Meanwhile, on September 12 the government had filed a motion for criminal forfeiture of Mr. Mendoza’s 2000 Ford Excursion. At a hearing on October 19 Mr. Mendoza’s attorney contended that forfeiture would be a breach of the plea agreement, which made no mention of forfeiture. The government responded that the absence of any reference to forfeiture in the agreement left the government free to pursue forfeiture and that if the agreement prohibited a forfeiture, Mr. Mendoza’s sole remedy would be to withdraw his plea. It also noted that earlier in the day it had filed a civil forfeiture action, which had been assigned to another judge. Mr. Mendoza’s attorney reiterated his objection to the forfeiture but rejected the notion of withdrawing the plea. Judge Cassell asked whether it would be a “major inconvenience” for the government to rely on the civil proceeding. R. Vol. II at 359. When the government answered that it would not, Judge Cassell pronounced that “there is no forfeiture of the vehicle in this case.” Id. at 360. Mr. Mendoza protested that civil forfeiture would also breach the agreement. But he rejected Judge Cassell’s suggestion that the civil-forfeiture case be consolidated with the criminal case. Because that case was pending before another judge, Judge Cassell issued no ruling on the civil forfeiture, nor was he asked to.
At sentencing in November 2005 Mr. Mendoza argued that he was merely a “minor participant” in the drug offense and was therefore entitled to a reduction in his offense level under the United States Sentencing Guidelines (USSG). The district court rejected the argument and sentenced him to 168 months in prison.
A. Suppression of Evidence
Mr. Mendoza argues that the evidence against him should have been suppressed by the district court because it was recovered in violation of the Fourth Amendment’s protections against unreasonable searches and seizures. He further contends that Bowles was obligated under state law to obtain a telephonic warrant while he waited for the dog to arrive. We review de novo the district court’s legal conclusions and its ultimate holding of reasonableness under the Fourth Amendment, but we accept the district court’s findings of fact unless clearly erroneous. See United States v. Caro, 248 F.3d 1240, 1243 (10th Cir. 2001).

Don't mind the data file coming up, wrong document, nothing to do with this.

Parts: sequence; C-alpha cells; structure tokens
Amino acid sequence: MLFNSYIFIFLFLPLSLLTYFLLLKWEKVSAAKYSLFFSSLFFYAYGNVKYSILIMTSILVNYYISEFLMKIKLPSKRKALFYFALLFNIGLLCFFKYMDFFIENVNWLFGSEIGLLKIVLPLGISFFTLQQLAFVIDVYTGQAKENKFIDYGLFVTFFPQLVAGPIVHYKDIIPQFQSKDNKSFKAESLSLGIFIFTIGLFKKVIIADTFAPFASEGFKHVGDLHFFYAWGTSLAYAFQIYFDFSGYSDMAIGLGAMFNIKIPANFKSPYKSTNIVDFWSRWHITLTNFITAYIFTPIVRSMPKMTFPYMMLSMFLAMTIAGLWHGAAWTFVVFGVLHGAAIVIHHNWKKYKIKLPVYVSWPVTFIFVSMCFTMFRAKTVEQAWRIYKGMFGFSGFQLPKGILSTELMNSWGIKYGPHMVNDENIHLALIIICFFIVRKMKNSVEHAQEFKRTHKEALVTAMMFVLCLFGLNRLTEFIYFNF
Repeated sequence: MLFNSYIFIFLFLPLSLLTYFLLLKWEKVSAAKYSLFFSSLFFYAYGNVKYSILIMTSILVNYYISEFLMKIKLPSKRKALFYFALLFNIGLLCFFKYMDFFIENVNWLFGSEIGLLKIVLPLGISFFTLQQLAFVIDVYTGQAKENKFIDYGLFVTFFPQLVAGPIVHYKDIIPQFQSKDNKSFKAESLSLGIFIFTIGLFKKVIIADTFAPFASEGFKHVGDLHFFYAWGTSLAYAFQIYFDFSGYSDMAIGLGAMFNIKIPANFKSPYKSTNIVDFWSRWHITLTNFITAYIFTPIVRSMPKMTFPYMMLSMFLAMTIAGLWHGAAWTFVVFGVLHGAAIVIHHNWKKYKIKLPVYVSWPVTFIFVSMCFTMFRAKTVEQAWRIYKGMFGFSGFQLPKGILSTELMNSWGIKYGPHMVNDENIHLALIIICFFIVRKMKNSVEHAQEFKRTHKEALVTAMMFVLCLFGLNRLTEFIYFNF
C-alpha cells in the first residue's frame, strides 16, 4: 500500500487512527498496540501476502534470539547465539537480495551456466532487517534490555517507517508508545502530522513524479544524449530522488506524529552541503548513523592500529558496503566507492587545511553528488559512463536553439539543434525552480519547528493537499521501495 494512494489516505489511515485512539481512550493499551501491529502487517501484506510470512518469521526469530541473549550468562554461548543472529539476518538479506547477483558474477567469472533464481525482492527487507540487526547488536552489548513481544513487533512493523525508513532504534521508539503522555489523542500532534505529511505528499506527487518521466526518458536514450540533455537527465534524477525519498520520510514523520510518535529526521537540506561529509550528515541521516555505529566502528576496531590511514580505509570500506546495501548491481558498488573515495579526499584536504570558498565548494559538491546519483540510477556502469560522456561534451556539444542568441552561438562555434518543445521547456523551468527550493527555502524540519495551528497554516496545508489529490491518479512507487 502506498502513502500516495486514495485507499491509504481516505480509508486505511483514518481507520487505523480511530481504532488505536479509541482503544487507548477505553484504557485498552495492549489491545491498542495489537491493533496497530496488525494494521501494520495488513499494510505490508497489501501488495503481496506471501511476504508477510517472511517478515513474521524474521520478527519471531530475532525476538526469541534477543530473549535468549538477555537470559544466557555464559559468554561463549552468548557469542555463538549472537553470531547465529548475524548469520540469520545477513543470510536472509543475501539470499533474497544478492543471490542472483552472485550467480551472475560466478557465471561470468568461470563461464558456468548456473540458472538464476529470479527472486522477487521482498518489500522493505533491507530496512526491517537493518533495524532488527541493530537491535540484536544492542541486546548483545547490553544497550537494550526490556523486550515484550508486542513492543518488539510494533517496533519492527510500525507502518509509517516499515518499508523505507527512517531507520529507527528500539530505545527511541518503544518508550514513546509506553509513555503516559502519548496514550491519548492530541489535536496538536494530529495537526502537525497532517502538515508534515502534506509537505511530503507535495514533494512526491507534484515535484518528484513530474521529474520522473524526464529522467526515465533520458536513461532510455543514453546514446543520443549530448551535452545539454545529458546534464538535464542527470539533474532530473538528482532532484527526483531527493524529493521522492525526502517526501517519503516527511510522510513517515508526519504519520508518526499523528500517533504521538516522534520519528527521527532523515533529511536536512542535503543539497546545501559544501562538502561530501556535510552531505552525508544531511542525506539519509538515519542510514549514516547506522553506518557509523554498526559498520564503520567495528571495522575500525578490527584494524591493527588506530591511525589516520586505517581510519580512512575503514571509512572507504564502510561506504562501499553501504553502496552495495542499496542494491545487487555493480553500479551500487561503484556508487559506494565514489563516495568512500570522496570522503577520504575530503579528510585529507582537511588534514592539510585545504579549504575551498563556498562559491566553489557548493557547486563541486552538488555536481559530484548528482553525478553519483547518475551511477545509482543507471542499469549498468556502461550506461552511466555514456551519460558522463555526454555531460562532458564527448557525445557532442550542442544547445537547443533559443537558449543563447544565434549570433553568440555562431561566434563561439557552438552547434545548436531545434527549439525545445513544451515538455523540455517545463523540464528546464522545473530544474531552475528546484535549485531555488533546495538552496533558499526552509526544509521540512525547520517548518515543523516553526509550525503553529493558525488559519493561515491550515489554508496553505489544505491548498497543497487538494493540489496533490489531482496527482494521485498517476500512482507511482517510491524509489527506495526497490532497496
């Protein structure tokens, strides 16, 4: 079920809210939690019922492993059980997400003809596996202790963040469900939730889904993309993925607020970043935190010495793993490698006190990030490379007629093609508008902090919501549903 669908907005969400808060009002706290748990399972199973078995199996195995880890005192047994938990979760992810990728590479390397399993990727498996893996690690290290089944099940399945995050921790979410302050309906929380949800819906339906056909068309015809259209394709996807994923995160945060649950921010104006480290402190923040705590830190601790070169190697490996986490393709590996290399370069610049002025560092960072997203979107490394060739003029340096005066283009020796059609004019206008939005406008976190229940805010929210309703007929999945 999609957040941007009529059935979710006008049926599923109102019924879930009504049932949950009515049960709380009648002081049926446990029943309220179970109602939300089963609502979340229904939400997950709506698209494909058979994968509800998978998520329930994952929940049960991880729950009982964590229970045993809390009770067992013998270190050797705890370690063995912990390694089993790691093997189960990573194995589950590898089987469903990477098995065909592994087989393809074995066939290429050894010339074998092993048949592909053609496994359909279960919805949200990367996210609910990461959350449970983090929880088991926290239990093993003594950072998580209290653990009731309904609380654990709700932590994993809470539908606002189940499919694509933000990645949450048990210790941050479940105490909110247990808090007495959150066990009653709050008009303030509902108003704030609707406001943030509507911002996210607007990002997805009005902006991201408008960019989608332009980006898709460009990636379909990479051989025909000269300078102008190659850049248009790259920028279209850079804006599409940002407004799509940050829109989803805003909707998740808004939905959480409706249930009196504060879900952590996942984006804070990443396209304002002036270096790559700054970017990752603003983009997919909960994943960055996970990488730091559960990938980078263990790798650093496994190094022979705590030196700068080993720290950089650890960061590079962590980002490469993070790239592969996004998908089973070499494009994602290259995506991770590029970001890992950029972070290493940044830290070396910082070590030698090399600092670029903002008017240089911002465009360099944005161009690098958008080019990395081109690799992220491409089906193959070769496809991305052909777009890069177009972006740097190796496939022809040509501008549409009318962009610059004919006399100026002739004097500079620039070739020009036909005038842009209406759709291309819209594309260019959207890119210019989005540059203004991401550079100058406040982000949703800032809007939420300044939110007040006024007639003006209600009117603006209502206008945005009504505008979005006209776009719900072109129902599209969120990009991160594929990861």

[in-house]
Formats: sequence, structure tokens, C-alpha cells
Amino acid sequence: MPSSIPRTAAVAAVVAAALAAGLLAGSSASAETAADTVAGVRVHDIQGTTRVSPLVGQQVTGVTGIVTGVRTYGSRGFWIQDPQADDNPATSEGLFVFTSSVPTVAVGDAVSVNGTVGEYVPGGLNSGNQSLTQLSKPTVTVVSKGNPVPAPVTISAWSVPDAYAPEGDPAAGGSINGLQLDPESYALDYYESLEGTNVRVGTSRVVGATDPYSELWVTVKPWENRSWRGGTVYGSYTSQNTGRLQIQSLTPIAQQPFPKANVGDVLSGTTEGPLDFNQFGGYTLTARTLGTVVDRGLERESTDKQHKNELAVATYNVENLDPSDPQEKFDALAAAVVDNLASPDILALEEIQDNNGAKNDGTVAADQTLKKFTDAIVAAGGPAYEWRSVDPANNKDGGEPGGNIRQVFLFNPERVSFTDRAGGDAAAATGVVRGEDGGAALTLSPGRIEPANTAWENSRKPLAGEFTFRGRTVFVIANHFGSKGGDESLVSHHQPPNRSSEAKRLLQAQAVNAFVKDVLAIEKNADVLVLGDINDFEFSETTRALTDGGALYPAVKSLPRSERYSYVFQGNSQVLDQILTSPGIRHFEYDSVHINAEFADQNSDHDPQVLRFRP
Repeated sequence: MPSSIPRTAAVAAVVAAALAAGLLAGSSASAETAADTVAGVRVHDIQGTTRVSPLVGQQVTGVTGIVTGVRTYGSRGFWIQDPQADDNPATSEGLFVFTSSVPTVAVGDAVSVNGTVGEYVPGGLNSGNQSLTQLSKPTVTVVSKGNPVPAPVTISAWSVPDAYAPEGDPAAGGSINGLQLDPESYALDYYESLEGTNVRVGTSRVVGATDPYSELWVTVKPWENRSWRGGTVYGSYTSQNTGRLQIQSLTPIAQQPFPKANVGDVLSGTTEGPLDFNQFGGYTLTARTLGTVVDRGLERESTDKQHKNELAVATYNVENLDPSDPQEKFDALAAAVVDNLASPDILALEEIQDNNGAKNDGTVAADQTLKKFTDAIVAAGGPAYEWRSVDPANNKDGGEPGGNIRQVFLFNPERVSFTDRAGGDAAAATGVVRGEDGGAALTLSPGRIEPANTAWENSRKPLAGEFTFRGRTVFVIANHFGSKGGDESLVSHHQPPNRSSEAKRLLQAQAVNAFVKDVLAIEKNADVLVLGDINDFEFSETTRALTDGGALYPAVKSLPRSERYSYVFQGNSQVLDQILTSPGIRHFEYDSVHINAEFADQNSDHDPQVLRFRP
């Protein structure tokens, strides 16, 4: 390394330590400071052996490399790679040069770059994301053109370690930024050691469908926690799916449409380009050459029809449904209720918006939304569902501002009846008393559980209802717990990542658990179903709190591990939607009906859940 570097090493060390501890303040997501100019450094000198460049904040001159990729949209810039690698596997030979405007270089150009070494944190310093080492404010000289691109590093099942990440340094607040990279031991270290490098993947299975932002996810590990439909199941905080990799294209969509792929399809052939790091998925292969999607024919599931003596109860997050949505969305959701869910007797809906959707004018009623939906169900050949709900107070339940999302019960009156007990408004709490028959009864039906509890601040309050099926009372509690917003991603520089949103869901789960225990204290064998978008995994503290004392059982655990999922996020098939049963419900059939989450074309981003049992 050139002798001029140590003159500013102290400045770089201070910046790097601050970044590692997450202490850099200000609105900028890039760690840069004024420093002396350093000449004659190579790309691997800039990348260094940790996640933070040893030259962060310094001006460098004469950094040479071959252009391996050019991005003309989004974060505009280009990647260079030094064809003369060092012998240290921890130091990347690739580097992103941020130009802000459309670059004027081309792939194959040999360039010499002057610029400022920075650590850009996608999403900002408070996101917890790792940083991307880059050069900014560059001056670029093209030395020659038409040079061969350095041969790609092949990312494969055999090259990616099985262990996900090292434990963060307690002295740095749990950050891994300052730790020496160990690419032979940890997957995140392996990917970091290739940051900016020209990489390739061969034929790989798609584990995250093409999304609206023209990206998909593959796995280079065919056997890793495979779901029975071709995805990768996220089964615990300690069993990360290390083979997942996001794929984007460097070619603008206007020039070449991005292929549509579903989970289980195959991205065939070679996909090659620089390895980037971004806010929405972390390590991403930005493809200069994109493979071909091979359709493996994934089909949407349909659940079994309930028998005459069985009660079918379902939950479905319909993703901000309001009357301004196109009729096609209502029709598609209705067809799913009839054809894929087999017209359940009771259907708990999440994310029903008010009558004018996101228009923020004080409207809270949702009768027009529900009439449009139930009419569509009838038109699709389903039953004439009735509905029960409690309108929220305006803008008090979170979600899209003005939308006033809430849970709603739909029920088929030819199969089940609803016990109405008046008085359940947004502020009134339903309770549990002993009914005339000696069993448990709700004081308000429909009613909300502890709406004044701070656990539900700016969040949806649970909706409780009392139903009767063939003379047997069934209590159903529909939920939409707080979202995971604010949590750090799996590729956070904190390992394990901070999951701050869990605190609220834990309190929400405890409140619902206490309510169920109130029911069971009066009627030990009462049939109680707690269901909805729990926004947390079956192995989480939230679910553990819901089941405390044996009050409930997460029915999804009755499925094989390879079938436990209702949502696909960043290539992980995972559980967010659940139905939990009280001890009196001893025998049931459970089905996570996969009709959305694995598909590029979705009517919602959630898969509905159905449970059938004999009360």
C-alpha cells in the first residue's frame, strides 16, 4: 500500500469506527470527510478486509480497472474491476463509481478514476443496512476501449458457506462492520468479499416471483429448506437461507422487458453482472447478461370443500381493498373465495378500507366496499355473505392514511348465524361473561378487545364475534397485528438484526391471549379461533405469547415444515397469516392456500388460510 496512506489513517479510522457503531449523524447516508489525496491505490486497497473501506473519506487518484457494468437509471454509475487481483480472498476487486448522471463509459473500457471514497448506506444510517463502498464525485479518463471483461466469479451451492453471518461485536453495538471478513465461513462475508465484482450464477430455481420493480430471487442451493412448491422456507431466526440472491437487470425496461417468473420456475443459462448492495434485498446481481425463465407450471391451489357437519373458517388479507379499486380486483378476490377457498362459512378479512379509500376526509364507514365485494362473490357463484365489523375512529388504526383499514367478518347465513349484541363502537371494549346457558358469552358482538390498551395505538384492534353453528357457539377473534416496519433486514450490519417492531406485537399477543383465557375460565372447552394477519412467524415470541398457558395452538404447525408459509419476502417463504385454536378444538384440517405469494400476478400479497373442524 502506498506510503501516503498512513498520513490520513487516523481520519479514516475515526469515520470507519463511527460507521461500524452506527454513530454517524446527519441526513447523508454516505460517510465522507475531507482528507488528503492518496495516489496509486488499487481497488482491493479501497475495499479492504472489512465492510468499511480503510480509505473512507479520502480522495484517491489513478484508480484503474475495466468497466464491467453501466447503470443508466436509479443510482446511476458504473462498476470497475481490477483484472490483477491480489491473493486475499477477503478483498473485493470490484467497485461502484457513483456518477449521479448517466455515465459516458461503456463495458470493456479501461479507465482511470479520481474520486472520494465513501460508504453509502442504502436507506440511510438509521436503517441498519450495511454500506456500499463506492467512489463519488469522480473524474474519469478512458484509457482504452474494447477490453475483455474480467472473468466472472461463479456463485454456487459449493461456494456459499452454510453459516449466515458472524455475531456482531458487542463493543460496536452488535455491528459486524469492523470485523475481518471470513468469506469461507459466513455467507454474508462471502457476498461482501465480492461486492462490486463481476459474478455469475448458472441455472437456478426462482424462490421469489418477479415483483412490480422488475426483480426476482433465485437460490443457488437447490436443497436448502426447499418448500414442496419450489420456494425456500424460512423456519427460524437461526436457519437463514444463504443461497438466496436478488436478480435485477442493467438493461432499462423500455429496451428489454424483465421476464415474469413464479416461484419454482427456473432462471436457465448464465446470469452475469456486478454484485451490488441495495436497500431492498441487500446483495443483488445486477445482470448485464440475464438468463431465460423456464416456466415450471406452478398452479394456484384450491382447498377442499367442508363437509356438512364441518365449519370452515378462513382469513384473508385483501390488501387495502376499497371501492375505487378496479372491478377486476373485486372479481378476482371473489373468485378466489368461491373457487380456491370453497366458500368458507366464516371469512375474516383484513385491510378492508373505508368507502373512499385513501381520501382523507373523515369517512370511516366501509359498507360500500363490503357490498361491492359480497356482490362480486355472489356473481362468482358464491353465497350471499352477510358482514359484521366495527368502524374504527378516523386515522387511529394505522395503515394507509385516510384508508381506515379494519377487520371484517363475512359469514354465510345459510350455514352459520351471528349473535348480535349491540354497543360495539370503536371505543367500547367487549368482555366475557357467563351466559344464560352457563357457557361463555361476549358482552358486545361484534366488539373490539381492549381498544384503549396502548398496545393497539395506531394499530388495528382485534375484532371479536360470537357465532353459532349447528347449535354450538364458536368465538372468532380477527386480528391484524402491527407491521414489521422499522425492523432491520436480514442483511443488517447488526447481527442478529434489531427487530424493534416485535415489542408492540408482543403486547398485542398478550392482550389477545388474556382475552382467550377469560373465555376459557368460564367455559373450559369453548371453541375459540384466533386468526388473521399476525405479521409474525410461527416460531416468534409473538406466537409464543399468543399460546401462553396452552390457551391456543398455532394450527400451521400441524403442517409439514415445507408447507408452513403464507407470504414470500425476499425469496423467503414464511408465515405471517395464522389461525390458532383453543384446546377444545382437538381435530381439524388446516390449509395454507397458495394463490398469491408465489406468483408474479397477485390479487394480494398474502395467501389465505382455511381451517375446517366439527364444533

The state-law claim can be disposed of summarily.
[I]n federal prosecutions the test of reasonableness in relation to the Fourth Amendment protected rights must be determined by Federal law even though the police actions are those of state police officers. . . . Therefore, the fact that the arrest, search, or seizure may have violated state law is irrelevant as long as the standards developed under the Federal Constitution were not offended.
United States v. Le, 173 F.3d 1258, 1264-65 (10th Cir. 1999) (internal quotation marks, citations, and brackets omitted); see United States v. Bach, 310 F.3d 1063, 1066 (8th Cir. 2002) (“[F]ederal courts in a federal prosecution do not suppress evidence that is seized by state officers in violation of state law, so long as the search complied with the Fourth Amendment.”).
Mr. Mendoza’s arguments under the Fourth Amendment also fail. We begin by stating what we need not resolve. Although at oral argument before this court Mr. Mendoza challenged the existence of reasonable suspicion for his detention until the dog arrived, he did not adequately raise this argument in his brief in chief. Two portions of his brief are relevant: Point I, entitled “The Government Must Show That a Warrant Was Not Practical While Awaiting 40 Minutes For a K-9 Drug Dog To Arrive,” Aplt. Br. at 34, and Point III, entitled “The Trooper’s Conduct was Exploitative of the Stop and the Detention was Unlawful,” id. at 44. (Point II discusses his state-law argument, and Points IV, V, and VI do not address search-and-seizure matters.) On the second page of the four-page discussion under Point I, the brief states, “Defendant believes that Trooper Bowles lacked probable cause to detain Mr. Mendoza for 40 minutes.” Id. at 35. There is no assertion that reasonable suspicion was lacking. As for Point III, although its thrust is uncertain, its focus appears to be that the search was an exploitation of the unlawful detention. The section concludes: “[Trooper Bowles] exploited the stop in order to detain Mendoza longer in order to search his vehicle ‘whether he liked it or not.’” Id. at 47-48. We can find no argument in Point III challenging the existence of reasonable suspicion. Perhaps one might discern such an argument in the reply brief. But that is too late to raise an appellate issue. See United States v. Murray, 82 F.3d 361, 363 n.3 (10th Cir. 1996). And even if it were not too late, the reply brief is far from clear; it says:
In summation, Trooper Bowles’ testimony did not rise to probable cause as it needed to be. The facts surrounding the admitted seizure of Mr. Mendoza required probable cause while awaiting the drug-detection dog rather than merely reasonable suspicion contrary to Trooper Bowles’ erred belief [which] is perpetuated as the Government’s position stated in [its] brief . . . .
Aplt. Reply Br. at 15. Before we deem ourselves obligated to address an issue, appellate counsel must present the issue to us with some degree of clarity, certainly with more clarity than any reasonable-suspicion issue is raised in Mr. Mendoza’s brief in chief.